3) It IS a big performance but it doesn't overshadow the musical. It is, after all, a ROCK N ROLL musical about disenfranchised, confused horny 19th Century teenagers singing pop rock songs with hand held microphones and stomping around the stage to Bill T. Jones choreography. It's not "The Secret Garden".
Posted by michael strangeways on January 11, 2012 at 5:14 PM · Report this
Can gay actors play straight characters?

Barney Stinson is laughing at you, dude.
Posted by MichelleZB on January 11, 2012 at 5:15 PM · Report this
Mrs. Robinson 22
Oh, Mr. Savage. Digger a little deeper in that Broadway vault mind of yours.

Before Cornelius, he was worried about his daughter kissing a rock star. Amusingly, Charles Nelson Reilly understudied for Paul Lynde who played the role of father Harry MacAfee in Bye Bye Birdie. CNR filled in once a week for him when Lynde was busy with the Perry Como show. CNR went on to understudy for Dick Van Dyke's character (Albert Peterson) as well.
Posted by Mrs. Robinson on January 11, 2012 at 6:04 PM · Report this
Sad that some folks do not have the ability to grasp the concept of ACTING. Would they not be able to enjoy a revival of Sondheim's "Assassins" if they knew that not a single role was being performed by anyone had even attempted to kill a president? NPH did an amazing job in his portayal of Lee Harvey Oswald.
Posted by TampaDink on January 11, 2012 at 7:38 PM · Report this
Hmm. Any time I am at the theater, the whole experience is so gay I would have a pretty hard time separating the gayness of any individual from the overwhelming gayness of the entire environment. Perhaps a better question is: "Can live theater convincingly portray any person as straight?"

Not that there's anything wrong with that.

Posted by Learned Hand on January 11, 2012 at 8:38 PM · Report this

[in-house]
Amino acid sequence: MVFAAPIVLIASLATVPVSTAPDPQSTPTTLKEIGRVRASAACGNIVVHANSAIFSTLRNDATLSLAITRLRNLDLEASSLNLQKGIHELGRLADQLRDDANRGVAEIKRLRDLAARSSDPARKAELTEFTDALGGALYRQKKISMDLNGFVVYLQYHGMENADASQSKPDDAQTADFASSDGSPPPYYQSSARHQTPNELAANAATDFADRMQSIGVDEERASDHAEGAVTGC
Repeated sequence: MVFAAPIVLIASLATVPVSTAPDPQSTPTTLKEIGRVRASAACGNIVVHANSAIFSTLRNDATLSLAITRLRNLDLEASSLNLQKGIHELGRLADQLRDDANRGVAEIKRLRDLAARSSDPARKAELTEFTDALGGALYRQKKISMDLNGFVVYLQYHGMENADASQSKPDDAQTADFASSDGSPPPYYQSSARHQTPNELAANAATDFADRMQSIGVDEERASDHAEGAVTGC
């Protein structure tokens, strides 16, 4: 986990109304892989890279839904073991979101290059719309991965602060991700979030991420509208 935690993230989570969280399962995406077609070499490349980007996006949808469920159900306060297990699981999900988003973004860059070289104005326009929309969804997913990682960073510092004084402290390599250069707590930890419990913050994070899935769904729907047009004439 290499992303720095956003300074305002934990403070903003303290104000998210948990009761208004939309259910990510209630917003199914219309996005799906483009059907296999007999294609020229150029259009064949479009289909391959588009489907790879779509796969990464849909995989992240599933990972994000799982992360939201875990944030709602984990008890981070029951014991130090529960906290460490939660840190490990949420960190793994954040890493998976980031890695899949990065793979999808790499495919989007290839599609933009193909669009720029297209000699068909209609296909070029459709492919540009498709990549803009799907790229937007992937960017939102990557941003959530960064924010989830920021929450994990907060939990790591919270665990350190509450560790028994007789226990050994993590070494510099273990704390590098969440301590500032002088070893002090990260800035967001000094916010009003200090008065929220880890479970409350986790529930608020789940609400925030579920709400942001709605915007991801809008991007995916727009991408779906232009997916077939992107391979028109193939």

Whatever happened to having fun just enjoying the show? Sounds like someone is a frustrated actor who didn't want to be a critic and a little jealous of the actor who they are skewering. I don't see much theater and would love to have seen this show. The actor is supposed to get creative input and interpret his character I thought . . . so what the hell is the reviewers problem?
Posted by ndattn on January 11, 2012 at 9:20 PM · Report this
@7 actually, it would have just made it a *different* movie, and if well handled and framed by the direction and other performances, could have been just as good.

to equate 'flamboyance' (by which i assume we're discussing effeminacy) with automatically detracting from a performance/piece of media reveals only bias and insecurity.
Posted by straight hack-ting on January 12, 2012 at 2:22 AM · Report this
Every time I've taught Spring Awakening (I was a German professor for many years), there has been at least one full class period devoted to discussing whether Moritz was gay. The text is unclear on this matter; the subtext is rich with the notion that this is a legitimate interpretation.
Posted by jkwseattle on January 12, 2012 at 9:39 AM · Report this
Tracy 28
@8 For what it's worth, Gus, I knew nothing of Hoffer (or Monsoon) before seeing this show, so I'll just say again "I thought Hoffer's Moritz took some interesting choices...not what I expected, but he presented such a wrathful pain, it was mesmerizing."

I always thought of Moritz as softer than what Hoffer presented, but I thought his performance was great, and it was refreshing to see a new take. His performance of "Don't Do Sadness" was more brutal (with less melody) but I thought it a valid choice, and it worked.
Posted by Tracy on January 12, 2012 at 9:47 AM · Report this
samanthaf63 29
Isn't that why it's called "acting" - because straight actors can perform gay parts and vice versa?
Posted by samanthaf63 on January 13, 2012 at 6:57 AM · Report this
Let's be honest, this actor may be too much of a ham to effectively play a nuanced, dramatic role. If that is true, it has nothing with him being too gay. Or, the actor may be mugging and posing because the director wanted it to go that way.
And the critic may be participating in some gay-actor-bashing (consciously or unconsciously) and trying to walk back her comments now.
ANYWAY, the thing I think is most interesting is the interpretations of Moritz's sexuality, which I have always questioned. I love that, depending on the day, I can convince myself that the show works best interpreting him as a repressed straight guy, a gay guy, a guy conflicted with idealizing and crushing on his best friend while still fixated on women, or a guy who is consumed with being different because he doesn't want to have sex with anyone. That is why it's a great musical based on a great play.
Posted by nutts on January 15, 2012 at 11:51 AM · Report this